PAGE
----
Reply
  7. As a person who works in the health and sciences field, here are a couple concerns I have that I don’t see addressed: Is there anticipation of/concern that GMO crops (roundup ready, etc) will create a problem of resistant weeds? Cousins of mine who farm cotton in the American Southeast are dealing with a nasty roundup resistant weed called Mare’s Tail. As a physician I see that with our use of antibiotics we have pushed the evolutionary gas pedal and ‘created’ several nasty bacteria: Vancomycin Resistant Enterococcus, Methicillin Resistant Staph Aureus (MRSA), As well as various resistant strains of strep, e. coli, and Clostridium Difficile.

    Also, I rarely see studies about the effect of chronic ingestion over time of glyphosate, not to mention run-off of glyphosate into our water system, and its effects, especially in chronic doses. And we haven’t even started into it about the insecticides and the bees (although as I understand it, that’s mostly Bayer’s realm)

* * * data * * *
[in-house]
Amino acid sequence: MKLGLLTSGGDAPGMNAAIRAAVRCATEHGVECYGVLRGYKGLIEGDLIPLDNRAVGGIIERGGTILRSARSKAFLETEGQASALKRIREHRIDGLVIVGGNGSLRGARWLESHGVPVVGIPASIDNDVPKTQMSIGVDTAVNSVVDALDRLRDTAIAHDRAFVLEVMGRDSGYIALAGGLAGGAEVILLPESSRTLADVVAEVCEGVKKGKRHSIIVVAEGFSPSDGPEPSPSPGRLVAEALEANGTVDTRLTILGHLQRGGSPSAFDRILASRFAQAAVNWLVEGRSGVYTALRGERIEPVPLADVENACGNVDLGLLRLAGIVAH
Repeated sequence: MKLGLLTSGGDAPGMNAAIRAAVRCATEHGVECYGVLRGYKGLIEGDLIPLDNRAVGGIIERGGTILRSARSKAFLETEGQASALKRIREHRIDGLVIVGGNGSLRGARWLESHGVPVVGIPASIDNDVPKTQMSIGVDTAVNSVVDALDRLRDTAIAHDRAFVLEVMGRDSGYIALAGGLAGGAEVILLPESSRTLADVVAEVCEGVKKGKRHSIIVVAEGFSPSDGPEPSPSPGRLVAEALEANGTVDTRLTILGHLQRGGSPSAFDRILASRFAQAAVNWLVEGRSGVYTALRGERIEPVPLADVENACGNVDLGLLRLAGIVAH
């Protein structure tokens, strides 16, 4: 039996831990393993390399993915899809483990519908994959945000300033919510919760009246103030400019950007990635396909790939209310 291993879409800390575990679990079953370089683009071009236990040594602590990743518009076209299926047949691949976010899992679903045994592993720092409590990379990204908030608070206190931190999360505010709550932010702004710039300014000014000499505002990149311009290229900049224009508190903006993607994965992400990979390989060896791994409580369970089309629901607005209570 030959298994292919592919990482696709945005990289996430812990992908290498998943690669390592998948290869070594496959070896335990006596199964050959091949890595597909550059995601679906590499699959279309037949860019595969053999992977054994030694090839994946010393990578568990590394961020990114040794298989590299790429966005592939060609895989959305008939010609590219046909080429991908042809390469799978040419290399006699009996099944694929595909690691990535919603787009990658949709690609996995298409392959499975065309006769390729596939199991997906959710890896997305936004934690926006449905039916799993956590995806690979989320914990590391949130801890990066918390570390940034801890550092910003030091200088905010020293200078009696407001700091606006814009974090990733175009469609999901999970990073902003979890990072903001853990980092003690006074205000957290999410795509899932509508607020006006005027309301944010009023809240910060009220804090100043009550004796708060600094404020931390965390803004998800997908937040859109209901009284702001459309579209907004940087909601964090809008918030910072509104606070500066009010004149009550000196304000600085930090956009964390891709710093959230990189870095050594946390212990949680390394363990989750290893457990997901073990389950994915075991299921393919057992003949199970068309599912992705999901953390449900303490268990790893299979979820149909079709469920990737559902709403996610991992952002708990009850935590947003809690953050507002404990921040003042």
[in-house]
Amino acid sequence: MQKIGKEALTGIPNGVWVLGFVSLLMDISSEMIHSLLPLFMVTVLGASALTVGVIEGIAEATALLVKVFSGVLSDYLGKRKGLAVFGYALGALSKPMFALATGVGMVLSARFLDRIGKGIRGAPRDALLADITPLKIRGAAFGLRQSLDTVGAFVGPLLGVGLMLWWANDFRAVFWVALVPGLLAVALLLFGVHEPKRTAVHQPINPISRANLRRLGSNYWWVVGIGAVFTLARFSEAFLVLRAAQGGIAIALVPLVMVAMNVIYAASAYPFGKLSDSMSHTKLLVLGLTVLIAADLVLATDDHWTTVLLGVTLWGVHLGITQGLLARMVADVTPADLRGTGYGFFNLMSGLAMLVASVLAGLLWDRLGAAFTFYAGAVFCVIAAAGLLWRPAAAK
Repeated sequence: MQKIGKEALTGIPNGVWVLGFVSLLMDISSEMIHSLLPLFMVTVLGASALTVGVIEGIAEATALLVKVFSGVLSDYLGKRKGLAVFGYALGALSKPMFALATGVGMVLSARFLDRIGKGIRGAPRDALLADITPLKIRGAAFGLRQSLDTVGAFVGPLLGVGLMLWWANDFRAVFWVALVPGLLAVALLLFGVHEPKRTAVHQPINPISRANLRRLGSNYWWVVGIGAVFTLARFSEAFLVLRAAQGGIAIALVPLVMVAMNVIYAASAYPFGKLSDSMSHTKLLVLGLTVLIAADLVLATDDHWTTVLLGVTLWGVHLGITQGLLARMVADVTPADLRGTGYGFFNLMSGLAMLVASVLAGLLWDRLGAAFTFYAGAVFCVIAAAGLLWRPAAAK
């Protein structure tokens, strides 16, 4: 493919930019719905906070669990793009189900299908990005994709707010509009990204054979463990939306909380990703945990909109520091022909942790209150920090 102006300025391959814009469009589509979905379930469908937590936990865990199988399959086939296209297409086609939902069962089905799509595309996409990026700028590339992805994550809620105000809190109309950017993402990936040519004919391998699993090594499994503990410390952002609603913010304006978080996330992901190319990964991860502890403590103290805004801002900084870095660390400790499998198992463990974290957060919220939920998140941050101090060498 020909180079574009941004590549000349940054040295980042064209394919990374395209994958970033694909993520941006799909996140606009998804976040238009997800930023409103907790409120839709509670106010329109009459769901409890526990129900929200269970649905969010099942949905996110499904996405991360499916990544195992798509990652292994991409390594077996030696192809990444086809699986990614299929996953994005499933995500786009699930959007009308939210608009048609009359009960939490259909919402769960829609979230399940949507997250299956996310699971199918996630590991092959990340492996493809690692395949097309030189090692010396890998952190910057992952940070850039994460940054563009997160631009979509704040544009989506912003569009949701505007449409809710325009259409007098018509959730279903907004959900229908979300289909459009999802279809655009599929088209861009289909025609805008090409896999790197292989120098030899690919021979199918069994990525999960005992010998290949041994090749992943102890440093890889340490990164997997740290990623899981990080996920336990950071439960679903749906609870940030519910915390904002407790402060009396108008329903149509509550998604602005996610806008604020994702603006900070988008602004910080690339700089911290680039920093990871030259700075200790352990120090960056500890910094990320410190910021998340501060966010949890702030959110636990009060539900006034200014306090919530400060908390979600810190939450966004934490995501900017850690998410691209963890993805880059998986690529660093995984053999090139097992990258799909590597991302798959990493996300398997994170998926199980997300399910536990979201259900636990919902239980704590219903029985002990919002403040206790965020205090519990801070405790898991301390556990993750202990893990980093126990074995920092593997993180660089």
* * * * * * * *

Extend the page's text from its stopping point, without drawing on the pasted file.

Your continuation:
When I think of GMOs and roundup ready, these are the concerns that come to my mind.

    Lastly, if there weren’t such a reactionary tone from the anti-GMO side, perhaps monsanto would be more apt to proudly label their products (perhaps). Although I must call out Kelly as well. You are the paid PR person for Monsanto so when you talk about finding misinformation on the internet, unfortunately you are a hairsbreadth from (if not already in) that category. Thanks

    Reply
    • I’m very glad a physician is voicing their opinion. The path agriculture has taken is more devastating to our environment than ever. I have talked with several farmers from the Midwest that say they have actually had to increase the amount of pesticides they use due to the resistance weeds and pests are evolving into. So, I don’t know where this “up to 85% reduction” fact is coming from, but obviously not the farmer. Maybe it comes from he current and former Monsanto employees that are working for the USDA , FDA or EPA. It seems pretty easy to sway the facts in your favor when you have the money and people on the inside.